It amazes me how quickly I’ve gotten used to Cape Town. I’ve been here three weeks and no longer worry for my safety on the train, mainly because I know where I’m going and wouldn’t dare take it at night.(save the minor panic attack I had when I thought I was on the wrong train to meet up with other volunteers for a potjii social)
I’m also kind of amazed at myself that I take the train regularly and have a good idea of which routes go where.
On Tuesday June 16th we had a social for a South African public holiday called Youth Day. It is a day that commemorates the beginning of the Soweto riots when youth protested against teaching Afrikaans in black schools, and aprox. 500 people were killed.
To remember this day, we had a true South African cook-off, potjii style. A potjii is a big black pot with three legs that you use to make stew. We made two different types, one including a whole wack of fish; snoek, (the traditional South African fish that is sold everywhere, (I’ve seen it selling on the streets in townships for R20 for a huge fish!) calamari and crab, as well as a chicken one. It took forever to cook them, we started making the fire at around 10:30 or 11, and didn’t eat until around 3. But it was worth the wait! They were so tasty, filled with flavours of all different vegetables and meats.
Some days at the office there is a lot to do, and some days I am left with absolutely nothing.
If I could browse the Internet normally, time might not drag on forever, but I have no patience when it comes to these computers.
I’ve decided that I’m going to stick it out here, I can contribute a lot, and today, June 23, I had four stories published. Two of them were a co-op article that I contributed to, but my contributions are what made the headlines based on thoroughly researching and developing knowledge in a subject that I previously knew nothing about.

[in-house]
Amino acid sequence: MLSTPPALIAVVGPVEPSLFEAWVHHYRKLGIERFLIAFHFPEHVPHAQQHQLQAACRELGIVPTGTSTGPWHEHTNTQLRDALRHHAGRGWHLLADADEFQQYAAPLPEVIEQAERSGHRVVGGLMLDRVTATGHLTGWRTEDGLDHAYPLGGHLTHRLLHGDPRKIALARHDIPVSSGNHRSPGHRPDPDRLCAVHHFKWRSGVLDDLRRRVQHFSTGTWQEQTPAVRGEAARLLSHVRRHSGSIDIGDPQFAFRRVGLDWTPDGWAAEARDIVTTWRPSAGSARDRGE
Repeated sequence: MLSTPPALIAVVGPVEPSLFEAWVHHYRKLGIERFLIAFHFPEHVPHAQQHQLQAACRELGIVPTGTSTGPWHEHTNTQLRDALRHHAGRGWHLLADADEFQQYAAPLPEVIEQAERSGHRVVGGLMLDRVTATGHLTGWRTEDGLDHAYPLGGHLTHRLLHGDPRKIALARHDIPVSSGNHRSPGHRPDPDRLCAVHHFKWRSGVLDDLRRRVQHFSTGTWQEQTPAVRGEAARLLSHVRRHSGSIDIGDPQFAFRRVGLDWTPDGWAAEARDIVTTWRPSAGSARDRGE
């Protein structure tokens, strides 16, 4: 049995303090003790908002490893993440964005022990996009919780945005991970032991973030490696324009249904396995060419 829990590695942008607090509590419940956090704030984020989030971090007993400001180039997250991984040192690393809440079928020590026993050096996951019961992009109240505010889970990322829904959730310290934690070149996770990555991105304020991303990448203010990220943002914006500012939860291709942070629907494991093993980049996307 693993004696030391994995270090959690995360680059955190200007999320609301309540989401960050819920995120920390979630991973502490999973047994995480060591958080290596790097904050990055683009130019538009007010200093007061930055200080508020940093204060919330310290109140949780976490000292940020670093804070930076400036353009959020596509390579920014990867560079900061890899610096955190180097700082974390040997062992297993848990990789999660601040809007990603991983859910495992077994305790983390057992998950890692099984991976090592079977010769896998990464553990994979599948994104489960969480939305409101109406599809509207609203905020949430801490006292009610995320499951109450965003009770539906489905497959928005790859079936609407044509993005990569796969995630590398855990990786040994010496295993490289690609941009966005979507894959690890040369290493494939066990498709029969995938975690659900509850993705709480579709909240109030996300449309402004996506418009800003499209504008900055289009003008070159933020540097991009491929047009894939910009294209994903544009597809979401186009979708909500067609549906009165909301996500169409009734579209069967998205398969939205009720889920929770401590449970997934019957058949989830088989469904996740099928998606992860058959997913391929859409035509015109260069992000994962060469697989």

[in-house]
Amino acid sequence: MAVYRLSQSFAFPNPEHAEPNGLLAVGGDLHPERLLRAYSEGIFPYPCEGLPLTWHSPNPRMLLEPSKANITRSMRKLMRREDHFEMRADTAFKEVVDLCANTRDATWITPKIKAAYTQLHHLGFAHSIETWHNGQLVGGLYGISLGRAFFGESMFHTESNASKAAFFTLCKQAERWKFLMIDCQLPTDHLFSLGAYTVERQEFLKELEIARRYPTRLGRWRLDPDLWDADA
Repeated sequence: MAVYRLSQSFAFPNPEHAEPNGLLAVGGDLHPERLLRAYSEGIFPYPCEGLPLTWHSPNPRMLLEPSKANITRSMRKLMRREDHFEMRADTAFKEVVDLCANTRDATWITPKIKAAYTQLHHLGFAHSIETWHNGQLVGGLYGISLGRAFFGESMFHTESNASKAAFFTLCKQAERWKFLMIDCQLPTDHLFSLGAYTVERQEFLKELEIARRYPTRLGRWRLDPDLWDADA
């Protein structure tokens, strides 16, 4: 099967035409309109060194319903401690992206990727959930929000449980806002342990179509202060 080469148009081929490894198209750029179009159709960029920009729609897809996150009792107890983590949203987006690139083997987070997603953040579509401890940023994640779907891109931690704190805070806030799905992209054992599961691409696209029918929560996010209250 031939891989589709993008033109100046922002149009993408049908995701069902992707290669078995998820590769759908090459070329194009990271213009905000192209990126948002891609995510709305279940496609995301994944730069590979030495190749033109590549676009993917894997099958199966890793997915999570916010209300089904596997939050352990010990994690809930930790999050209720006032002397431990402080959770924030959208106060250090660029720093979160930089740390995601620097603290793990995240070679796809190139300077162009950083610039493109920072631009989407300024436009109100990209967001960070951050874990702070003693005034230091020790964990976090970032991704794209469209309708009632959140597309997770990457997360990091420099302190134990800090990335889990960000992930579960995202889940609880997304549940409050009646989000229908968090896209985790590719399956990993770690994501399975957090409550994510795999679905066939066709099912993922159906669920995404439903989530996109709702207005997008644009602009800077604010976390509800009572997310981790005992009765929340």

The story I’m proud of was about the use of tik (meth) in black communities, as opposed to the majority of use in coloured communities. I spoke to professional researchers as well as social workers, but couldn’t find the township angle (due lack of contacts as well as inability to speak the language, isxhosa) which is the reason for the co-operation with another reporter.
The editor-in-chief loves my show (as Andrew would say… God I miss him!), I had a talk with him the other day and he said that it seemed like I’m fitting in here quite well. I explained some of the problems that I was having. He told me to be honest, and while I held back some of my bigger concerns, (the actual integrity of the paper) I made sure to tell him how hard it was for me to find work to do, except being assigned work.
That’s aside from “my” front page, where I went out on assignment and tried talking to people to get information, but everyone spoke isxhosa. (“kosa” and yeah, that’s the one with the clicks, it actually sounds REALLY cool). I also got the contact information and made sure that the traffic communications officer sent a media release to us to verify what happened.There were 105 kids and eight adults in a taxi (a mini-bus meant for 26 adults, including the driver). It was a front page, as well as a spread.
I’ve started keeping a journal. Maybe not everyday, but once in a while I just sit down and collect my thoughts, mainly what I was hoping to do in my blog, but that will be my completely uncensored version of my personal feelings and thoughts.
And let me tell you, working here requires a little bit of an uncensored outlet.